martedì 2 ottobre 2007

Spinal meningioma


Sagittal T1 and T2 sequences demonstrate an intradural extramedullary lesion in the midthoracic region which is soft tissue signal on T1 (Figure 1) and soft tissue signal on T2 (Figure 2). Sagittal T2 images demonstrate CSF capping above and below the lesion, which suggests an intradural extramedullary location.
Post contrast images demonstrate homogeneous enhancement of the lesion (Figure 3). A “dural tail” demonstrating the characteristic broad based dural attachment on post gad images is shown.
Incidentally, multiple hemangiomas are demonstrated on sagittal T2 images (Figure 2).

Diagnosis: Spinal meningioma

When evaluating lesions of the spinal cord, it is important to first determine in which space the lesion is located. Lesions may be intramedullary, intradural extramedullary, or extradural.

Meningiomas are the second most common tumor in the intradural extramedullary compartment (nerve sheath tumors most common). Meningiomas account for around 25% all spinal tumors and usually occur in the thoracic spine (80%). 15% of spinal meningiomas occur within the cervical spine. Occasionally, they may be purely extradural, or bridge both the intradural and extradural compartments.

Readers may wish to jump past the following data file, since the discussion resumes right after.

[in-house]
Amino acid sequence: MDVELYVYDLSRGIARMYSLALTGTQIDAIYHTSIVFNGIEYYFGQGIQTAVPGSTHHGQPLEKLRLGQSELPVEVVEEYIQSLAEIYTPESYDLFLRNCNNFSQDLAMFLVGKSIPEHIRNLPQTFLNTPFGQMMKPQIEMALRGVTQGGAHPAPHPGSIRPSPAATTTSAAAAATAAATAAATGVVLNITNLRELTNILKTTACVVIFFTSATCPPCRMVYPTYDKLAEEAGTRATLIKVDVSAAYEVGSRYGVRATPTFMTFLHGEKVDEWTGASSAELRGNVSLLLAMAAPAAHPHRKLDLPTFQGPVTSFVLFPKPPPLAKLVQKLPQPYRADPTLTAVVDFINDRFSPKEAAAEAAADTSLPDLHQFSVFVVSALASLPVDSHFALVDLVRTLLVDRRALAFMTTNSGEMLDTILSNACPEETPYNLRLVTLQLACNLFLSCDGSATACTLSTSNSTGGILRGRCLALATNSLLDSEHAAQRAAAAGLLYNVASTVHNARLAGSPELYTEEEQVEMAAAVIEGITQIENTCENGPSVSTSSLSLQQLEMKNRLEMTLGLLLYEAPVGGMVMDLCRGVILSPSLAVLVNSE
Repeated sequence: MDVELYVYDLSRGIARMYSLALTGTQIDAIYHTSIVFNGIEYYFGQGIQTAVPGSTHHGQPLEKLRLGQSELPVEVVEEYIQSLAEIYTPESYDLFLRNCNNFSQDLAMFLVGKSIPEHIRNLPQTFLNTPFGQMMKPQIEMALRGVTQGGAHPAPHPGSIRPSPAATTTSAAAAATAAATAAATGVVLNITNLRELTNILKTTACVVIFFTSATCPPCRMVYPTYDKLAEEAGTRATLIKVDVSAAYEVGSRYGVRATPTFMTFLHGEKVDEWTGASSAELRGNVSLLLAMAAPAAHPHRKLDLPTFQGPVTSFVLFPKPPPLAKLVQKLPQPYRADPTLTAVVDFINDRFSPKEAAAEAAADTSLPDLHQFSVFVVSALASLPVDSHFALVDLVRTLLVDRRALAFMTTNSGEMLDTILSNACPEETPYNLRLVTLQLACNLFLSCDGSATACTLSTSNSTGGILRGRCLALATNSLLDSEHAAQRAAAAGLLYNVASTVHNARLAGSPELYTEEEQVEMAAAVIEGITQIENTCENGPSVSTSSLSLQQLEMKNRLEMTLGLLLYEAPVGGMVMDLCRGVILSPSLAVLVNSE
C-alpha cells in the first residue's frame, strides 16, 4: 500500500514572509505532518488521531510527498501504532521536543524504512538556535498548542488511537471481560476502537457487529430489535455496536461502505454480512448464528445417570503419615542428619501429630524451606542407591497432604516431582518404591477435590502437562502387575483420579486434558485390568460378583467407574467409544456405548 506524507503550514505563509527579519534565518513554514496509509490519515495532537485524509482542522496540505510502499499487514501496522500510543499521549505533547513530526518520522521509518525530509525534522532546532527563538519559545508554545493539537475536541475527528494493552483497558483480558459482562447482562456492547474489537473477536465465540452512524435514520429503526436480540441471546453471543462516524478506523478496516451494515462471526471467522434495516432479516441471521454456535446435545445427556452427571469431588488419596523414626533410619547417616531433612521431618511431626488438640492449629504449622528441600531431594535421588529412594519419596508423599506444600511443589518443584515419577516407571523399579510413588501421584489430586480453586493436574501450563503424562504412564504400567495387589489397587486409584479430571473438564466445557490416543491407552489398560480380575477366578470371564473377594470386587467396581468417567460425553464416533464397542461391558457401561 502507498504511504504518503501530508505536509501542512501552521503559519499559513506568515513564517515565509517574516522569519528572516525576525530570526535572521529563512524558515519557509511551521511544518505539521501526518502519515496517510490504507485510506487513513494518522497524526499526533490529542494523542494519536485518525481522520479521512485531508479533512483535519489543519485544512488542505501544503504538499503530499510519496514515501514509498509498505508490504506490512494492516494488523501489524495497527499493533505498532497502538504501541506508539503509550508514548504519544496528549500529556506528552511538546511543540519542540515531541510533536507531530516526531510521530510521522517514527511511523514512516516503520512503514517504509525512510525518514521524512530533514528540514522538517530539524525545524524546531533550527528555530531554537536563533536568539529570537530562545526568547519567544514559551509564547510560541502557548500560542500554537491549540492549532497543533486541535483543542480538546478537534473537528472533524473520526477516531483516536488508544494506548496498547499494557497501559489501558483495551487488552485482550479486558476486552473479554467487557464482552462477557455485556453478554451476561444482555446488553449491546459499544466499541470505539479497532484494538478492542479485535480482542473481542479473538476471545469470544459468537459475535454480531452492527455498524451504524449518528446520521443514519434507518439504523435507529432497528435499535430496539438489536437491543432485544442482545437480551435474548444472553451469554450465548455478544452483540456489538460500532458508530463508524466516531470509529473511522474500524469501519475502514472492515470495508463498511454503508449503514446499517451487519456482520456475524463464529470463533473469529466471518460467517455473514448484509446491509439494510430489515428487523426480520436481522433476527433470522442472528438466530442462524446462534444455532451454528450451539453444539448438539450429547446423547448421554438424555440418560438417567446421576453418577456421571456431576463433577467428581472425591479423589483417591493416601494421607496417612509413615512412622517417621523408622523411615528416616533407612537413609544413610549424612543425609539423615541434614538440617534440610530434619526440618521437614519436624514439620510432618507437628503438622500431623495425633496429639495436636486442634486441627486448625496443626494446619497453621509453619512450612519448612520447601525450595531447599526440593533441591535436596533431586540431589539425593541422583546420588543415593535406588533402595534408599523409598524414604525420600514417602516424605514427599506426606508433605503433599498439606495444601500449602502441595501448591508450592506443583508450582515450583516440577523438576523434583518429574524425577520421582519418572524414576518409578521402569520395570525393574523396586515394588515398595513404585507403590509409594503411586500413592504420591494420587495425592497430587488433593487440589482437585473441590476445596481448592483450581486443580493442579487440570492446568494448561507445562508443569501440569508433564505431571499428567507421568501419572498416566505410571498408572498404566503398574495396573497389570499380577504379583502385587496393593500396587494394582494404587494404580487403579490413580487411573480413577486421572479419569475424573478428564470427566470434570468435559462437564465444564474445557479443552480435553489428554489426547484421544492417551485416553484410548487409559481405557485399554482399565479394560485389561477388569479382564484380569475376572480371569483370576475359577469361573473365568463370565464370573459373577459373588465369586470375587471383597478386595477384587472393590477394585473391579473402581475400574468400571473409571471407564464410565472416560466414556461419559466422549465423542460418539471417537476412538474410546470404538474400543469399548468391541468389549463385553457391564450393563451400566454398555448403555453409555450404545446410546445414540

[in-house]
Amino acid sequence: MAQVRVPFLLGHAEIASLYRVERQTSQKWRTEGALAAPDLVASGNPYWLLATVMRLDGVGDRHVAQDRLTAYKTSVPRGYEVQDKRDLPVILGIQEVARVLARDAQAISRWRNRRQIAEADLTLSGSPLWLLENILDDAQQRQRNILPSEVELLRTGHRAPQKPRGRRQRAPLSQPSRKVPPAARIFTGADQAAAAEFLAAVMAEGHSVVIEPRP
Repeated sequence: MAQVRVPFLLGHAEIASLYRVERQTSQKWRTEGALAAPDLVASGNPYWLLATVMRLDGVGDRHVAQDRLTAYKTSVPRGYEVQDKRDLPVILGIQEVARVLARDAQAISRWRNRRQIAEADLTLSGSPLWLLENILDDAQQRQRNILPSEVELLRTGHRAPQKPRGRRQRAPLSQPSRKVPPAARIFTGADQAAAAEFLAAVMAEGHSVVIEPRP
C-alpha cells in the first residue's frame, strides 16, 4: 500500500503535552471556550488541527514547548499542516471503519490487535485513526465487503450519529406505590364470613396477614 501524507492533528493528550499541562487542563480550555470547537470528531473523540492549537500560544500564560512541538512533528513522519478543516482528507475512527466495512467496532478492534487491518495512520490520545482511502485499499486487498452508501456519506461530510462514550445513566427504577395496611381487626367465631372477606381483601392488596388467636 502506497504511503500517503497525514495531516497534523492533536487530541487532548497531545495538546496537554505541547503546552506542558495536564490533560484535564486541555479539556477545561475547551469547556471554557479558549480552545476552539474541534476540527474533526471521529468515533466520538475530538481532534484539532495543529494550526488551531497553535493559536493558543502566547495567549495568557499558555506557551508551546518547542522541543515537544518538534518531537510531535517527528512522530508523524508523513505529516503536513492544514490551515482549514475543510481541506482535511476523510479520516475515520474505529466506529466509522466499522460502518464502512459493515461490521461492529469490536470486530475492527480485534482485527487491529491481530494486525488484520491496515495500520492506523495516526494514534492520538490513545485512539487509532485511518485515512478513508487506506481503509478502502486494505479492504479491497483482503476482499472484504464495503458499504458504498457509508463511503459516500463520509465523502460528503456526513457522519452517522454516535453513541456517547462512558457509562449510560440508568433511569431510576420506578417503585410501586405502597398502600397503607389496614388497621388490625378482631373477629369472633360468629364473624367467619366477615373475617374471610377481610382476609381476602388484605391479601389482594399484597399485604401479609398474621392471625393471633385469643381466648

Spinal meningiomas are usually located lateral or dorsolateral in the spinal canal. Since they are thought to arise from arachnoid cluster cells, their location is at the entry zone of nerve roots or the junction of dentate ligaments and dura mater. The spinal cord is usually compressed and displaced away from the lesion.

MR usually demonstrates an intradural extramedullary location. The lesions are usually isointense to the spinal cord on T1 and T2 or alternatively hypointense on T1 and hyperintense on T2. Immediate, homogeneous contrast enhancement is characteristic. Calcification may be seen. Most spinal meningiomas demonstrate broad-based dural attachment, and may show a “dural tail,” as in this case. The subarachnoid space above and below the lesion is widened, described as CSF “capping” of the lesion from below and above. This finding is important in confirming an intradural extramedullary location.

The mainstay of treatment is surgical resection, depending on the extent of the lesion. When complete resection is not possible, post-operative radiotherapy may be performed. Monitoring of symptoms is important following treatment.

Differential diagnosis for each spinal compartment

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